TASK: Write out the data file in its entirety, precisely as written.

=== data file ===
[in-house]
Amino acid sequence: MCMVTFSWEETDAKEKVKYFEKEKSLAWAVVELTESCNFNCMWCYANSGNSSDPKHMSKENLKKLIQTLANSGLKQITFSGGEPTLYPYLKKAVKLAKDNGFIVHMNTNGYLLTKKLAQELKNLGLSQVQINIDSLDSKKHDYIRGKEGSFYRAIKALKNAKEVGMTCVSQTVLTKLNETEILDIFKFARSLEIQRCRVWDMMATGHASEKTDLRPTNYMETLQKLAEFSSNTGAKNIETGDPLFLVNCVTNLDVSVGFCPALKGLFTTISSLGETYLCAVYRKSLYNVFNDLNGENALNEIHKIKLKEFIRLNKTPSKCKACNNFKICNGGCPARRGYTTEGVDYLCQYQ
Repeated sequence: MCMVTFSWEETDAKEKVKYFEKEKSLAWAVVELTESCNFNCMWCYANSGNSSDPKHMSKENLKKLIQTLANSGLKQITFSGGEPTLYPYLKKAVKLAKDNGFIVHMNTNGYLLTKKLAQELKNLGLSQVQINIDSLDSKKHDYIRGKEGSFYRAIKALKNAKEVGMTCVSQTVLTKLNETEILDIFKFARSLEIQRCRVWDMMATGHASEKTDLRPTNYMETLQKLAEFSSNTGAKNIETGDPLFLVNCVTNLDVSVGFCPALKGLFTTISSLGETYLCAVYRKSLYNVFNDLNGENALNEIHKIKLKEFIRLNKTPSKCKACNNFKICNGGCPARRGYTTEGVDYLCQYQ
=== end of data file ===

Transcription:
[in-house]
Amino acid sequence: MCMVTFSWEETDAKEKVKYFEKEKSLAWAVVELTESCNFNCMWCYANSGNSSDPKHMSKENLKKLIQTLANSGLKQITFSGGEPTLYPYLKKAVKLAKDNGFIVHMNTNGYLLTKKLAQELKNLGLSQVQINIDSLDSKKHDYIRGKEGSFYRAIKALKNAKEVGMTCVSQTVLTKLNETEILDIFKFARSLEIQRCRVWDMMATGHASEKTDLRPTNYMETLQKLAEFSSNTGAKNIETGDPLFLVNCVTNLDVSVGFCPALKGLFTTISSLGETYLCAVYRKSLYNVFNDLNGENALNEIHKIKLKEFIRLNKTPSKCKACNNFKICNGGCPARRGYTTEGVDYLCQYQ
Repeated sequence: MCMVTFSWEETDAKEKVKYFEKEKSLAWAVVELTESCNFNCMWCYANSGNSSDPKHMSKENLKKLIQTLANSGLKQITFSGGEPTLYPYLKKAVKLAKDNGFIVHMNTNGYLLTKKLAQELKNLGLSQVQINIDSLDSKKHDYIRGKEGSFYRAIKALKNAKEVGMTCVSQTVLTKLNETEILDIFKFARSLEIQRCRVWDMMATGHASEKTDLRPTNYMETLQKLAEFSSNTGAKNIETGDPLFLVNCVTNLDVSVGFCPALKGLFTTISSLGETYLCAVYRKSLYNVFNDLNGENALNEIHKIKLKEFIRLNKTPSKCKACNNFKICNGGCPARRGYTTEGVDYLCQYQ